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Daniel Bourke
Daniel Bourke

Daniel Bourke is a newspaperman. He has been published in Nutshell Magazine and the Mechanics' Institute Review and is working on a novel called Overland. He lives in North London with a lot of children.

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The Infatuations by Javier Marías


The Infatuations by Javier Marías, transl. Margaret Jull Costa (Hamish Hamilton – March, 2013)

 

In the central scene of Javier Marías’ seductive new novel The Infatuations, the heroine and narrator María secretly overhears her lover refer to her as a ‘bird’ he has in his bed. The word, at first, jars. Could it really come from the mouth of suave, conspiratorial Javier (yes: the pair’s names are tricksy riffs on the author’s; no, not in a crappy Martin Amis way.) 'Bird' seems too naff for such an urbane figure, even when he is talking down to a ‘rogue’ – another curious description. Perhaps there is no directly equivalent word to the Spanish term that isn’t outdated and crass. In the original, the word is ‘tia’, literally meaning aunt but also an informal not quite respectful term for a woman. Can it possibly be as outdated as ‘bird’? But if this was a poorly chosen word, that would suggest a misstep on the part of the translator and anyone familiar with the work of Margaret Jull Costa can be certain that such a thing is extremely unlikely. I am not alone in choosing books simply because she has worked on them, sharing in such joys as her José Saramago, her Bernardo Atxaga and her terrific translation of Pessoa’s Book of Disquiet. Her rendering of Marías has brought to English – over a dozen novels, story collections and other works – one of the most startlingly singular voices writing anywhere today.

 

Nobel-tipped Marías, himself a translator, writes pulsating discursive looping sentences, some of them pages long, which resound with echoing and musing musicality. His novels typically revolve around three or four set-piece events, which are prefigured and then replayed, reviewed and revised. Themes trickle through the works, submerging and emerging. Discursive, philosophical mullings dance their way through the pages, and amid the repetitions, new facts delicately emerge, startling in their subtle revelation.

 

María is Marías’ first female narrator, although she talks and thinks largely like all his others (this doesn't matter) and, in fact, like all the characters in this book, who are given long stretches of dialogue and longer trains of thought, imagined by the narrator. Around all that runs one long developing cogitation from María. Within a page of her overhearing that she is Javier’s ‘bird’, the choice of word is inevitably discussed and chewed over.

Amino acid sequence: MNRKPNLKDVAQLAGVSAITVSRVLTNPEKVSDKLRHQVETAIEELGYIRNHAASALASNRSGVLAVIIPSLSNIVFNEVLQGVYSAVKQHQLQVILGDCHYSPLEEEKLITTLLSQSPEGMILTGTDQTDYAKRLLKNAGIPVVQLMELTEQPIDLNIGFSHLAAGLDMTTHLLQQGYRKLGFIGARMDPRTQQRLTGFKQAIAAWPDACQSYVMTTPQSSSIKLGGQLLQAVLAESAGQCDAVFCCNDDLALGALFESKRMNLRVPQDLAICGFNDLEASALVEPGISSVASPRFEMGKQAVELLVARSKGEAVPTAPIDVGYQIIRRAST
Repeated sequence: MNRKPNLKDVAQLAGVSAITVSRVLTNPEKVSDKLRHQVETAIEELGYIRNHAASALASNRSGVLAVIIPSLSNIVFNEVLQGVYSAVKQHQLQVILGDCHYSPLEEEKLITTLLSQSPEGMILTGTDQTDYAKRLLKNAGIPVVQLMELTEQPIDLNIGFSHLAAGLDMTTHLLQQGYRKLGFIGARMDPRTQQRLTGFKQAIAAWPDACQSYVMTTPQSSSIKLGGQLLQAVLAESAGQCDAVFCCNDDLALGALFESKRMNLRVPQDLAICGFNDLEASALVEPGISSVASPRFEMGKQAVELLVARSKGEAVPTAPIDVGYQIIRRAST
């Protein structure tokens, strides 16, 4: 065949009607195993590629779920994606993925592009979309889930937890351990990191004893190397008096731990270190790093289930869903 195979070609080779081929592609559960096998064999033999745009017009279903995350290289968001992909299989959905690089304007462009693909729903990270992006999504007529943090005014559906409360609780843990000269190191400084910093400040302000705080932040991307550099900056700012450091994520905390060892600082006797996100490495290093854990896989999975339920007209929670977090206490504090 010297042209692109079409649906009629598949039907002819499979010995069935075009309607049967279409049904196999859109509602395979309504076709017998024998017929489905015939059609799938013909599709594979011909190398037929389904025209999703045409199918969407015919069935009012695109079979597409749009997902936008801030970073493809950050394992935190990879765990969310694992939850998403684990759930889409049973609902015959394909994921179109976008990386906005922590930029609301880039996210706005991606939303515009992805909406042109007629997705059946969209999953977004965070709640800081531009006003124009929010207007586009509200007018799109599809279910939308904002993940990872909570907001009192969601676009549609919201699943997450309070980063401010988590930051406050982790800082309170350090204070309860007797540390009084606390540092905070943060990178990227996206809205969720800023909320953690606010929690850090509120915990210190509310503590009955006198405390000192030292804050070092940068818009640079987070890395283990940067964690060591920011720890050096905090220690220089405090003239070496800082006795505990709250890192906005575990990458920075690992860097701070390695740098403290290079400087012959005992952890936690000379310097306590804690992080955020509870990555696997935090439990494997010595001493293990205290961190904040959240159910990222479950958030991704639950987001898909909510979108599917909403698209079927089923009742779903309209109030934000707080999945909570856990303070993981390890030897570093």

‘A bird,’ I thought, half-amused, half-wounded; not ‘a friend’, not ‘a date’, certainly not ‘a girlfriend’. I was possibly not yet the first or the second and would never be the third, not even in the broadest, vaguest sense of that all-purpose word. He could just have said ‘a woman’. Or perhaps his companion was one of that large band of men with whom you can only use a particular vocabulary, their own, rather than the vocabulary you would normally use, the sort of man for whom you have to adapt your language so that they don’t feel alarmed or uncomfortable or inadequate.

 

Everything, in this way, is precisely analysed and patiently pinned down. The psychological profundity is breathtaking. All Marías’ work is filled with long thrilling expositions which allow for exacting observations, such as when we are reminded ‘nothing is incompatible in the land of memory’ or that a wait in vain is ‘something which, without one realising it, always has a deleterious effect on one’s appearance’. Marías excels at those little moments at the heart of reading’s pleasure: fleeting moments of quotable joy. But it’s the big things he does staggeringly well. Not character as much as humans. Plot too, surprisingly… chiefly a kind of cognisant tragedy. His previous long work, the Your Face Tomorrow trilogy, was a gripping spy thriller set in a shadowy imagined intersection between espionage, business, celebrity and the kind of human insight possessed only by… well, novelists like Marías. Other works centre on big plotty deaths, passionate affairs and campus time the author has spent in Oxford and the States. 

 

Because his style is so distinctive, The Infatuations feels like the extension of one long work. The story starts with María silently observing a seemingly perfect couple. The husband dies and María is drawn into the widow’s grief and a provocative figure on the margins of the shattered family life, Javier. María works in publishing, and there is much early sport at the expense of egotistical and talentless writers, all seemingly half-based on the author. This is not just light relief though: books and authors, novels, plays and poems permeate The Infatuations. A Balzac novella, Colonel Chabert, is used over and again to discuss the dead returning to ruin the living. Keats’ phrase to ‘palely loiter’ is introduced and returned to and Shakespeare and Cervantes are drawn on as elders and sometimes as peers in the quest for knowledge of the human heart. These liberal turnings to literature are not to be confused with references in, say, Alan Hollinghurst's The Line of Beauty, where the Henry James obsession is worn heavily as a kind of prettying, an ennobling, akin to the descriptions of antiques. Here, the canon is vital.

 

This is ambitious, high-spec literature live and in action. It is highly modern too, or rather, of-the-now – not so much in the occasional mentions of ‘the internet and Facebook and all that’ but more in the godlessness and the moral limbo this novel argues besets us all – and for which this novel is perhaps the only prescribable consolation.


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